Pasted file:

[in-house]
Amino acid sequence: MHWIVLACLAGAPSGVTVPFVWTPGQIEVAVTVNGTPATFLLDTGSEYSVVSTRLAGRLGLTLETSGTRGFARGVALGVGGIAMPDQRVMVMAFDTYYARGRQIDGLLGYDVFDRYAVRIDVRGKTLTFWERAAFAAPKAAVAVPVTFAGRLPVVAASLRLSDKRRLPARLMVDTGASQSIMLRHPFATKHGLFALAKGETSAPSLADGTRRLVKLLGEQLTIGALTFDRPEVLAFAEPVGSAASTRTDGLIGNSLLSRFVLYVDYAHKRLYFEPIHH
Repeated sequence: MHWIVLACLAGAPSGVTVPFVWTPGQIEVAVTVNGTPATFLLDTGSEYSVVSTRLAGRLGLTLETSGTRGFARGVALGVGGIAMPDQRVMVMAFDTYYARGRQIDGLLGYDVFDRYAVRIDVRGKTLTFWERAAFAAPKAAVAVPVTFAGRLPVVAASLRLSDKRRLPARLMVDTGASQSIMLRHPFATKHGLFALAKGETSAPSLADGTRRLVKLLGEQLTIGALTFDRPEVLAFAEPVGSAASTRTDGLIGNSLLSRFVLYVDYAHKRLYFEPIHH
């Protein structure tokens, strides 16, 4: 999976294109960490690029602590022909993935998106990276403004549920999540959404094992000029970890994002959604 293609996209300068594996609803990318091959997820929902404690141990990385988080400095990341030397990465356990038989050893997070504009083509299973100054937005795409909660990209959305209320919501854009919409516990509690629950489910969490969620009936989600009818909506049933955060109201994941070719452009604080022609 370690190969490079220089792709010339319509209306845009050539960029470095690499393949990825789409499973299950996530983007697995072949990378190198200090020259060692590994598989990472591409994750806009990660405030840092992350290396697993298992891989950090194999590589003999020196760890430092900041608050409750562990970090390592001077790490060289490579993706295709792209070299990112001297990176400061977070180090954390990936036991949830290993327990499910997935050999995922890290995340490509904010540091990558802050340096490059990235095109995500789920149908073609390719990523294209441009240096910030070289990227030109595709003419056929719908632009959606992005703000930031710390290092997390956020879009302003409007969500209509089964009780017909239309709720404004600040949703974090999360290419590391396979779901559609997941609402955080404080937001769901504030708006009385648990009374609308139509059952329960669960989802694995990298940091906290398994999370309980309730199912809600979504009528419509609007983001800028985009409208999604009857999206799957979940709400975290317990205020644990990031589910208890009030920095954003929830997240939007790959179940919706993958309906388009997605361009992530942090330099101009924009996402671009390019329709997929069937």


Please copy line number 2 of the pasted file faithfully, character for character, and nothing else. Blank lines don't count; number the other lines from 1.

Amino acid sequence: MHWIVLACLAGAPSGVTVPFVWTPGQIEVAVTVNGTPATFLLDTGSEYSVVSTRLAGRLGLTLETSGTRGFARGVALGVGGIAMPDQRVMVMAFDTYYARGRQIDGLLGYDVFDRYAVRIDVRGKTLTFWERAAFAAPKAAVAVPVTFAGRLPVVAASLRLSDKRRLPARLMVDTGASQSIMLRHPFATKHGLFALAKGETSAPSLADGTRRLVKLLGEQLTIGALTFDRPEVLAFAEPVGSAASTRTDGLIGNSLLSRFVLYVDYAHKRLYFEPIHH